During the 1950s, Jimmy Dickens had one of country music’s most fiery and exciting bands. His Country Boys group featured a loud, twin electric-guitar attack that pre-figured the rise of rockabilly music, as well as the 1970s sound of The Allman Brothers. Hot singles such as 1950’s “Hillbilly Fever,” 1953’s “You All Come,” 1954’s “Rockin’ with Red” and 1958’s “I Got a Hole in My Pocket” showcased his band’s prowess.

Dickens musicians included such future instrumental greats as Grady Martin, Buddy Emmons, Thumbs Carlille, Bob Moore and Walter Haynes. Those weren’t the star’s only lasting contributions. With 1949’s “Country Boy,” Jimmy Dickens introduced Hall of Fame songwriters Boudleaux and Felice Bryant. In 1951, Dickens discovered Marty Robbins and brought him to Columbia Records.

He was also a Nashville pioneer in costuming. Dickens was one of the first Opry artists to sport flashy, rhinestone-bedecked suits crafted by tailors such as Nudie Cohen. “Nudie” suits later became synonymous with country stardom.

Jimmy Dickens left the Opry in 1957. His hits resumed with the ballads “The Violet and the Rose” (1962) and “Another Bridge to Burn” (1963).

In 1964, he became the first country artist to circle the globe on tour. His extensive overseas activity was partly because of his commitment to entertaining at U.S. military bases. He performed several times for the troops during the Vietnam War, even in combat zones.

Dickens returned to novelty material with 1965’s “May the Bird of Paradise Fly Up Your Nose,” which became his biggest hit. The pop and country smash led to TV showcases on The Tonight Show, Hullabaloo and Where the Action Is. Dickens also appeared in the films Tennessee Jamboree (1964) and Second Fiddle to a Steel Guitar (1966).

In 1964, George Jones saluted the star with the tribute LP George Jones Sings Like the Dickens! Ricky Van Shelton, Ray Price, Mel Tillis, Charley Pride, Wanda Jackson and Gene Watson are among the other stars who have revived Dickens songs.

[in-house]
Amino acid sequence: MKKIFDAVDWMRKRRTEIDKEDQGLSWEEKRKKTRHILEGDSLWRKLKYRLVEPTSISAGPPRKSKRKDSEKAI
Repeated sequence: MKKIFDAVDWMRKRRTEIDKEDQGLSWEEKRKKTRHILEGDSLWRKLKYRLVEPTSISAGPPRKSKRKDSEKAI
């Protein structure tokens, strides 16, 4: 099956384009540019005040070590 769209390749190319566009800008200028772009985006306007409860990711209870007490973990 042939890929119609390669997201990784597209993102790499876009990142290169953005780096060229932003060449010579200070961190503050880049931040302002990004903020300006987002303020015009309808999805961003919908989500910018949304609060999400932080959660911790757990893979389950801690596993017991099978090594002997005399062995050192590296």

“When the Ship Hit the Sand” (1966) and “Country Music Lover” (1967) became his last top-40 hits, but Jimmy Dickens continued to tour relentlessly in the 1970s and 1980s. He honed his comedic skills and became renowned for his quips, jokes and wisecracks.

Nevertheless, he released his biggest tear-jerker in 1970. This was the dead-child recitation “Raggedy Ann,” which remained in his repertoire for the rest of his life.

Dickens rejoined the Opry cast in 1975. He was elected to the Country Music Hall of Fame in 1983. Another recitation, “Forgive Me Santa,” became a video hit during the 1987 Christmas season.

Jimmy Dickens in 1955

Jimmy Dickens in 1955

In 1996, Jimmy Dickens and his wife Mona celebrated their 25th anniversary by renewing their vows on the Opry stage. After more than 50 years as a travelling entertainer, he finally retired from the road in 1997.

The Academy of Country Music gave him its Pioneer Award in 2006. Brad Paisley and Trace Adkins were among those honoring Dickens in 2008 on the 60th anniversary of his Grand Ole Opry induction. Adkins, Diamond Rio, Little Big Town and Old Crow Medicine Show were among those Dickens welcomed into the Opry cast in later years.

He survived several serious health crises during the past decade. He was hospitalized in 2004, 2008, 2009 and 2013 for various ailments.

Jimmy Dickens is survived by his wife Mona, daughters Pamela Detert and Lisa King, grandchildren Amanda Detert and April Remick and great-grandchildren Keylee Remick, Tanner Remick and Tyler Remick, as well as three sisters.

His Thursday entombment in the Woodlawn Cross Mausoleum will be private for the family.



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Robert K. Oermann is a longtime contributor to MusicRow. He is a respected music critic, author and historian.